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Kevin Pauliks: Infecting the Internet. Memes Between Virality and Practice

lundi 06 sep 2021
Faculté des lettres - Humanités Numériques

Memes have never been more popular than in times of the coronavirus pandemic (see Google Trends for “meme” between 2004 to 2021). Currently, many memes are circulated by users on the Internet to reflect and criticize the crisis. In other words, the pandemic itself went viral. Originally, memes were strongly associated with viruses. For popular biologist Richard Dawkins, who coined the term in 1976 long before social media, memes are viruses that spread from mind to mind, infecting anybody that is not immune against religious ideas, political ideologies or catchy songs. The transfer of the term from evolutionary biology to the Internet raises the following questions: Are Internet memes and memes the same thing? How do memes relate to viruses and viral content? Whether these terms are used or not, the conceptual change of memes from viral infection to digital picture practice is highly underexplored. In my talk, I propose to discuss the transfer of the term in a historical perspective, challenging the assumption that the concept is literally translated to the Internet. This raises the question, when and where the concept of memes did change. As a starting point of investigation, I turn to the forums of Something Awful, 4chan, and Reddit, where Internet culture originates from. 4chan and Reddit still are important platforms for meme production, reception, and circulation, especially in times of COVID-19. In fact, the first meme of the coronavirus (Corona-chan) was created on 4chan and spread on Reddit. Analyzing Corona-chan will give us an idea of how users view memes and reflect on virality, compared to and regardless of the (pseudo)scientific concept of memetics.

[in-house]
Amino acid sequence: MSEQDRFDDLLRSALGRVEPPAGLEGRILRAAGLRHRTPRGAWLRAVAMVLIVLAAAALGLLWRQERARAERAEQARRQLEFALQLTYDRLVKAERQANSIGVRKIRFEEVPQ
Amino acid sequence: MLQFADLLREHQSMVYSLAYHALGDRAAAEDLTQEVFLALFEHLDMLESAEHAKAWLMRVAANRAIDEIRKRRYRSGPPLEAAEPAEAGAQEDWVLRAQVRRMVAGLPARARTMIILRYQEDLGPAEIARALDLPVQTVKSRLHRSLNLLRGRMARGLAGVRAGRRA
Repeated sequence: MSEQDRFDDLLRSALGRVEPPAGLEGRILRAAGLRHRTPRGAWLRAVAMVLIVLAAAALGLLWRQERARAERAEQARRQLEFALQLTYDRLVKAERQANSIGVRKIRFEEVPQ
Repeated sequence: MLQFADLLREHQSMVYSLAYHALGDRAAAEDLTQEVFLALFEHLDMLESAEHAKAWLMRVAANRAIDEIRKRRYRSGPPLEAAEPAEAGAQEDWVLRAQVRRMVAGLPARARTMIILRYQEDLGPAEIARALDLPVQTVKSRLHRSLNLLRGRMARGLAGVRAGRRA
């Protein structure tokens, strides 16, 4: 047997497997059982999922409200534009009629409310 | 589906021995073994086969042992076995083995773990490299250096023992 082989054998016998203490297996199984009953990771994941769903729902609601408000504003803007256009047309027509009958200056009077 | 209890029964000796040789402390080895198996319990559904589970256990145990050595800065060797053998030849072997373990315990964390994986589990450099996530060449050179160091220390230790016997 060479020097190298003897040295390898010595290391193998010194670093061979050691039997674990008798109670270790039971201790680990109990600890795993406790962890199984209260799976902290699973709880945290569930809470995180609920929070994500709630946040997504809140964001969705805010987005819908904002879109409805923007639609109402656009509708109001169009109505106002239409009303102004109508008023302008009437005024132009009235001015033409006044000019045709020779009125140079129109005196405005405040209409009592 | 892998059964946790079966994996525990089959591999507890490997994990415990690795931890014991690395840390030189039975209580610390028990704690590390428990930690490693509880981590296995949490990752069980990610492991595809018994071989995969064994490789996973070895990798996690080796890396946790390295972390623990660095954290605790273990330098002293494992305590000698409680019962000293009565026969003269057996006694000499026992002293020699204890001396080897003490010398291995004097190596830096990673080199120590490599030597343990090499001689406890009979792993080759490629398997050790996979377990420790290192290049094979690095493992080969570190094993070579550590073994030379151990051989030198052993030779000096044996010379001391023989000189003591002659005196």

Kevin Pauliks is a research associate on the DFG-funded project “Pictorial Picture Critique in Social Media. Explicit and Tacit Theorizing of the Digital Image,” as part of the Priority Programme “The Digital Image.” The project is designed to reconstruct social media practices from an inside perspective of the digital image. Prior to the project, Kevin Pauliks worked for two years in the Department of Sociology at Bergische Universität Wuppertal, Germany. From 2011 to 2016, he studied media studies and sociology at Philipps-Universität Marburg, Germany. His research interests include meme studies, game studies, and practice theory. Currently, he is completing his PhD on “Memes in Advertising.”

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